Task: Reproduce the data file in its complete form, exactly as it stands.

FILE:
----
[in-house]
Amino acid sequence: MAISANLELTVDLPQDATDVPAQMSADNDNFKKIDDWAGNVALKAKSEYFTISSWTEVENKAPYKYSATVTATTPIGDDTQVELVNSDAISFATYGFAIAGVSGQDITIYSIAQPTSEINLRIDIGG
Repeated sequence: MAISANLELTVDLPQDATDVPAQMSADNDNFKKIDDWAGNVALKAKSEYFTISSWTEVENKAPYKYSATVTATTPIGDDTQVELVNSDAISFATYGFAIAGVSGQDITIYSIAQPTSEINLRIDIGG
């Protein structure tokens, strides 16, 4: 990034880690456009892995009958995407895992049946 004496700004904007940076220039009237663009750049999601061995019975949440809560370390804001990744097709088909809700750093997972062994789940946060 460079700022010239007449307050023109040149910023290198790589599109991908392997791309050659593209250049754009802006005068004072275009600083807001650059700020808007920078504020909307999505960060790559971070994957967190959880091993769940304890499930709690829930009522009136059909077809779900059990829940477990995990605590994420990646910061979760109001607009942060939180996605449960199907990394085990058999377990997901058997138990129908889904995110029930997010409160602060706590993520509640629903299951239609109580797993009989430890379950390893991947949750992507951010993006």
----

[in-house]
Amino acid sequence: MAISANLELTVDLPQDATDVPAQMSADNDNFKKIDDWAGNVALKAKSEYFTISSWTEVENKAPYKYSATVTATTPIGDDTQVELVNSDAISFATYGFAIAGVSGQDITIYSIAQPTSEINLRIDIGG
Repeated sequence: MAISANLELTVDLPQDATDVPAQMSADNDNFKKIDDWAGNVALKAKSEYFTISSWTEVENKAPYKYSATVTATTPIGDDTQVELVNSDAISFATYGFAIAGVSGQDITIYSIAQPTSEINLRIDIGG
């Protein structure tokens, strides 16, 4: 990034880690456009892995009958995407895992049946 004496700004904007940076220039009237663009750049999601061995019975949440809560370390804001990744097709088909809700750093997972062994789940946060 460079700022010239007449307050023109040149910023290198790589599109991908392997791309050659593209250049754009802006005068004072275009600083807001650059700020808007920078504020909307999505960060790559971070994957967190959880091993769940304890499930709690829930009522009136059909077809779900059990829940477990995990605590994420990646910061979760109001607009942060939180996605449960199907990394085990058999377990997901058997138990129908889904995110029930997010409160602060706590993520509640629903299951239609109580797993009989430890379950390893991947949750992507951010993006």